Hybrid Czech eVTOL begins hover tests, claiming 720-km range
Czech company Zuri has commenced hover testing on its first near-scale VTOL air taxi tech demonstrator. With a hybrid powertrain on board, this team promises real-world range figures up to 720 km (447 miles) at cruise speeds up to 320 km/h (200 mph).
Batteries are extremely heavy, and hydrogen technology might take some time to hit the mainstream. When either of these problems get solved, electric VTOL aircraft will instantly be able to fly a lot further.
But there are companies that want to launch with long range figures, and they're willing to sacrifice the clean powertrain to do it. France's Ascendance, Russia's Cyclocar, Switzerland's Manta, the UK's Samad Aerospace, Canada's Horizon Aircraft (now part of Astro Aerospace), Rolls-Royce and Colorado's XTI Aircraft, among others, all have hybrid-electric air taxi designs in development that use fossil fuels to radically extend their range.
Prague-based Zuri joins the list with a 3-4 seat hybrid lift & cruise design targeted at the "regional air mobility" market. It's a fairly classic design; large wings, crossed by four long propulsion pods supporting eight vertical lift props. The middle two pods are joined by a relatively large rear wing, and there's a pusher prop on the back for efficient high-speed cruise, during which the lift props will all lock into their lowest-drag orientation.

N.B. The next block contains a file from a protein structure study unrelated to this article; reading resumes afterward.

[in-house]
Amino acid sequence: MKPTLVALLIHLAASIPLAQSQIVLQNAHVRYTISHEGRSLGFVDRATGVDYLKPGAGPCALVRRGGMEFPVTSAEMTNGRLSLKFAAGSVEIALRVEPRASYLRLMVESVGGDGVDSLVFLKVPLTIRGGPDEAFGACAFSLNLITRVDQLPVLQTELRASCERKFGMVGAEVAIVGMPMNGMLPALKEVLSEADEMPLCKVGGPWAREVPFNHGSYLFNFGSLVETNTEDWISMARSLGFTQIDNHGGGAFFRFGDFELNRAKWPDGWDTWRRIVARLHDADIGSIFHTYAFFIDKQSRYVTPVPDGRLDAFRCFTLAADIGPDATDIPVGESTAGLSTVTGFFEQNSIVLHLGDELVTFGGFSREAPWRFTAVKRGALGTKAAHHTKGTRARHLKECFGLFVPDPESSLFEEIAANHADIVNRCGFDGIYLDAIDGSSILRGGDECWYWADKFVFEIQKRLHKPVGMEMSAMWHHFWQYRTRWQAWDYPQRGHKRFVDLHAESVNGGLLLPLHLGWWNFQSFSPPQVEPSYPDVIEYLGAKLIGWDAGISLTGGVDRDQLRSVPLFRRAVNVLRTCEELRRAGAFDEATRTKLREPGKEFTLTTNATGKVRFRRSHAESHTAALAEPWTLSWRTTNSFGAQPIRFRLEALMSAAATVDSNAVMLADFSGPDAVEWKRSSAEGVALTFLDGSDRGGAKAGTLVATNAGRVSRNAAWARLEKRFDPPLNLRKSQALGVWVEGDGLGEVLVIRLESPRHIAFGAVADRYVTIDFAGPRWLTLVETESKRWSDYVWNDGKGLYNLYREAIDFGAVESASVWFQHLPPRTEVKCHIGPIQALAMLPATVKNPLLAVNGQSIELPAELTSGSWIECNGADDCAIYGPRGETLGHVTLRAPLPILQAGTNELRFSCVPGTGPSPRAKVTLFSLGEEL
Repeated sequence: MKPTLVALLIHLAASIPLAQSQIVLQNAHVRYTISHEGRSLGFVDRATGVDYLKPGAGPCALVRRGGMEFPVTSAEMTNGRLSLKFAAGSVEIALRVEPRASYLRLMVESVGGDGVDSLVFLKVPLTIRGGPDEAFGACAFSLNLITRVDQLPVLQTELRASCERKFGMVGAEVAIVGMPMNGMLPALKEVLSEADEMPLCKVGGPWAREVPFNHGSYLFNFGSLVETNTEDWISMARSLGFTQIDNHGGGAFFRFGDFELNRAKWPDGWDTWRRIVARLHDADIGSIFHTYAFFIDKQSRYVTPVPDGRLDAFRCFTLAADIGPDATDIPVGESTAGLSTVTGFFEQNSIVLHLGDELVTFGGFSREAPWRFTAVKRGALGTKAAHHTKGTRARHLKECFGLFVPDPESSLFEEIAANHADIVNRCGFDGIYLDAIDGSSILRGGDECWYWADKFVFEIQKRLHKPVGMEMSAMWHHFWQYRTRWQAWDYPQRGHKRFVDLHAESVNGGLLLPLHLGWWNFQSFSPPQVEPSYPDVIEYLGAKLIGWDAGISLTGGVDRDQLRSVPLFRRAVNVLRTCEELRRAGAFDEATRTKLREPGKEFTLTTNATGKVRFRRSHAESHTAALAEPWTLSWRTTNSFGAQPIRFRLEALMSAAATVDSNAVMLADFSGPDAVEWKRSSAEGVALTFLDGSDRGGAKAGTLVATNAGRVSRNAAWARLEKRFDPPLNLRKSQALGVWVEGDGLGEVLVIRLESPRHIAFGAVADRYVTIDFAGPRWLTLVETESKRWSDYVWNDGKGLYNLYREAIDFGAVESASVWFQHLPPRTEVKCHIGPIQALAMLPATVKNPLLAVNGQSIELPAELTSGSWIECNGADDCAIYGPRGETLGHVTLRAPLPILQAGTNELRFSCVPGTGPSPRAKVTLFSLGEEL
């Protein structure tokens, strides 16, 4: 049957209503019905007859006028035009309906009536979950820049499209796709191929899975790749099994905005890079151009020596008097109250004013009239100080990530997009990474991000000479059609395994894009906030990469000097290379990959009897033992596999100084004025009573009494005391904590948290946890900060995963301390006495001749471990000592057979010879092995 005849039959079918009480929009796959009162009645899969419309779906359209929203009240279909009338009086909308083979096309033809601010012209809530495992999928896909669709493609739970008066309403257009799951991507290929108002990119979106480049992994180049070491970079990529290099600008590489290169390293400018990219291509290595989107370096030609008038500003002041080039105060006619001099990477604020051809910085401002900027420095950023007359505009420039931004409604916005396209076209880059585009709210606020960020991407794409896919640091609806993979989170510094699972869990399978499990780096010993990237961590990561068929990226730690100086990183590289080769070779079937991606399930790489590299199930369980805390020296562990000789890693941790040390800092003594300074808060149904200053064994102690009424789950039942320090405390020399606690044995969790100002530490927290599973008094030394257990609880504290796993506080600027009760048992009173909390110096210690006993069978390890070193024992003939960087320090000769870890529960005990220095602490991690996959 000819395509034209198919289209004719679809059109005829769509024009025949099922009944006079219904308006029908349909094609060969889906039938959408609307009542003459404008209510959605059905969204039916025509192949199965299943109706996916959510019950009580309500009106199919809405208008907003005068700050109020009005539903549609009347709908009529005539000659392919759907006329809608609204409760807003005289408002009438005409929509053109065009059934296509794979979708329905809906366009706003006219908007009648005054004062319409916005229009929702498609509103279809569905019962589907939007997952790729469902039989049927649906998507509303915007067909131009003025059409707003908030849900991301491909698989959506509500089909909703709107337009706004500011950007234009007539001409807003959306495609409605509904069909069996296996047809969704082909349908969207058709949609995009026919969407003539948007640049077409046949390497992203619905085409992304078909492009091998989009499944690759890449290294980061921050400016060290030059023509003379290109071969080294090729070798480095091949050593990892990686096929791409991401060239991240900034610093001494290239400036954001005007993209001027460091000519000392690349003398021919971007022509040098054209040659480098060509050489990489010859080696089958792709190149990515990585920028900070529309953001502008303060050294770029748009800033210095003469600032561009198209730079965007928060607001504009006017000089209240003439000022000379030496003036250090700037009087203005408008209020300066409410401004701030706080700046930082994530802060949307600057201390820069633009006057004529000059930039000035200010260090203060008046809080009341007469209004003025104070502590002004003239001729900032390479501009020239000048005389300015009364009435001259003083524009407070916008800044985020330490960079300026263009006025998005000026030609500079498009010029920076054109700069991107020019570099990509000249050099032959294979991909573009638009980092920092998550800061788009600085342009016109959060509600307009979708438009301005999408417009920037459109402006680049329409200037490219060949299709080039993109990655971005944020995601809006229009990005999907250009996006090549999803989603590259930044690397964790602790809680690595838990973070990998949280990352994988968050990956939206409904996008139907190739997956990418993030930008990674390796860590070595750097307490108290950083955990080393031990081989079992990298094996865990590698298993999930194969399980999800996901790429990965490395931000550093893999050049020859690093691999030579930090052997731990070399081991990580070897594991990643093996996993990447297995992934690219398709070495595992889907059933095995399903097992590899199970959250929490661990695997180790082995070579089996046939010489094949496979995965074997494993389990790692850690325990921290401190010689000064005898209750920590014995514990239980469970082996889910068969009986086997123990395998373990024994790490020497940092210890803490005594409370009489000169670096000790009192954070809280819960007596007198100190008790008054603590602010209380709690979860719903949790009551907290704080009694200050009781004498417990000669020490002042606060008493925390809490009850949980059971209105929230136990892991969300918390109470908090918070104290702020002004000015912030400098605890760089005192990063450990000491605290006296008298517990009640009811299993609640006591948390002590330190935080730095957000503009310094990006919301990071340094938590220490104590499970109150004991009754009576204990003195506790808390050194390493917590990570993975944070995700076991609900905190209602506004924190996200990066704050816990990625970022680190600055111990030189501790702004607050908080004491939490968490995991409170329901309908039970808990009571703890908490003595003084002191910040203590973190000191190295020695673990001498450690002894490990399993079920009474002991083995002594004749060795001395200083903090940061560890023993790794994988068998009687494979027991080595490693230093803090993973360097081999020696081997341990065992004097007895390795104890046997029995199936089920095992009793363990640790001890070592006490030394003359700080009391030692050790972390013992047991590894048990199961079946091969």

Zuri's hybrid approach appears to be running battery packs mainly for the VTOL phases of flight, with a relatively small combustion motor driving the pusher prop.
Zuri began flying small-scale prototypes with 2-m (6.6 ft) and 5-m (16.4 ft) wingspans back in 2018, and has since marshaled the funding to build a 90 percent scale tech demonstrator with an 11-m (36 ft) wingspan.
This tech demonstrator has now entered its first phase of flight testing, performing static tethered hover tests in a "flying wing" configuration. Once hover testing is complete, the company plans to finish it off, and make a single-seat experimental aircraft out of it to proceed with further testing.
Angel-funded with about €2.4 million (US$2.7 million) at this stage, Zuri says it's got enough cash "for the current development phase." Commercial certification, of course, is a different kettle of very large and fragrant fish that most expect will push well into the hundreds of millions of dollars before companies deliver a single customer order.
To raise that kind of money, Zuri will need to differentiate itself pretty substantially from the rest of this bustling market, and it's hard to see a combustion engine and gas tank moving the needle too far among investors with pockets that deep. But you never know, and the Zuri team has done admirably to advance as far as it has.
Check out the short first flight test video below.